Definition: "An ergogenic aid is any substance or phenomenon that enhances performance "
Citrus limon extract reduces pain, but does not make you drowsy
Athletes who want to push their pain threshold have a love-hate relationship with painkillers. The drugs undeniably work, but they also make you drowsy and slow down reaction time. By coincidence we came across an older Brazilian animal study that suggests that an extract from Citrus limon reduces pain stimuli, but does not make you drowsy or sluggish.
More detailed information about the oil can be found in the original publication. It's on the web.
If the mice had been adult humans, they would have gotten about 400-1200 milligrams of Citrus Limon oil.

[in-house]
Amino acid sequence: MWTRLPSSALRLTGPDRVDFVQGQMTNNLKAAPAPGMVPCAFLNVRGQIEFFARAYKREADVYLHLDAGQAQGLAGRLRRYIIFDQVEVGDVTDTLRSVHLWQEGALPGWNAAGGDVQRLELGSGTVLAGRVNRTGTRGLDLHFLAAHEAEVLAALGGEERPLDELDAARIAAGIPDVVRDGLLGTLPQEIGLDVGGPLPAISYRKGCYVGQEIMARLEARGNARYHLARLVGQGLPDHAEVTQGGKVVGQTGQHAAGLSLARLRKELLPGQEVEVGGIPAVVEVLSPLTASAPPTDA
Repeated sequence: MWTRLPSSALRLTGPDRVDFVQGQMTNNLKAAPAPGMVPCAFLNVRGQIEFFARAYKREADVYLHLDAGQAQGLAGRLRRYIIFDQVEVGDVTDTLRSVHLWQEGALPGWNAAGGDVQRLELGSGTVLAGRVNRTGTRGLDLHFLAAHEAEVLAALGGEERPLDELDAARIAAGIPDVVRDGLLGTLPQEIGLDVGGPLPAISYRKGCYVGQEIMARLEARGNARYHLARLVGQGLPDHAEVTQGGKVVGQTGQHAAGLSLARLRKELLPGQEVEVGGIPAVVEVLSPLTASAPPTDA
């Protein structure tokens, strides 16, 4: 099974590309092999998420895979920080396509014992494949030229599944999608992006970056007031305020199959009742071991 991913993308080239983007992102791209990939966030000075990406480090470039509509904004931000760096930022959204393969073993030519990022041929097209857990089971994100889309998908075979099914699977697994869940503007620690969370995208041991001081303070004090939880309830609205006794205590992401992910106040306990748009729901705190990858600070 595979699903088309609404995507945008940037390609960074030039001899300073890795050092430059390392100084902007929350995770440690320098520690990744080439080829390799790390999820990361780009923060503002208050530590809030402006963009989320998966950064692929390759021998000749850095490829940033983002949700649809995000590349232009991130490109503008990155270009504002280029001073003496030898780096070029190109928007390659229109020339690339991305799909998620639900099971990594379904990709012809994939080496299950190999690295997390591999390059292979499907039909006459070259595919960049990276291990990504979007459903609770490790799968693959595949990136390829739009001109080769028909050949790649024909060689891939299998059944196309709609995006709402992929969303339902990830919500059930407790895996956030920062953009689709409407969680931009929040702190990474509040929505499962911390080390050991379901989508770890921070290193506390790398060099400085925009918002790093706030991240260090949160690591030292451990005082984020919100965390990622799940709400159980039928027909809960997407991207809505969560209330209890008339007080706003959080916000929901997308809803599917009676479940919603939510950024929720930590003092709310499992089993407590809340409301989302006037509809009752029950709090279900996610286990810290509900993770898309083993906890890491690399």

One hour after the administration of Citrus limon, the researchers injected the lab mice with an acetic acid solution. This causes severe pain. Animals then literally squirm in pain. Measuring these body movements is a a barbaric method of measuring pain, which scientists are fortunately using less and less often.
Naloxone blocks the endorphins receptors. Endorphins are pain-relieving molecules that the body produces itself. Pain killers such as morphine work via the same receptors. Citrus limon oil apparently contains substances that interact with the endorphin receptors.
The researchers got their mice to balance on a rotarod after administration of Citrus limon oil. This is a machine with a revolving rod. The machine registers how long it takes for a mouse to tip off the rod.
Pharmacologists use a rotarod when they want to know whether an agent will be making its users drowsy, or slowing down their reaction speed. However, Citrus limon oil had no effect on the time the mice could balance on the rotating rod. Citrus limon oil apparently reduces sensitivity to pain, but has no adverse effect on reaction speed.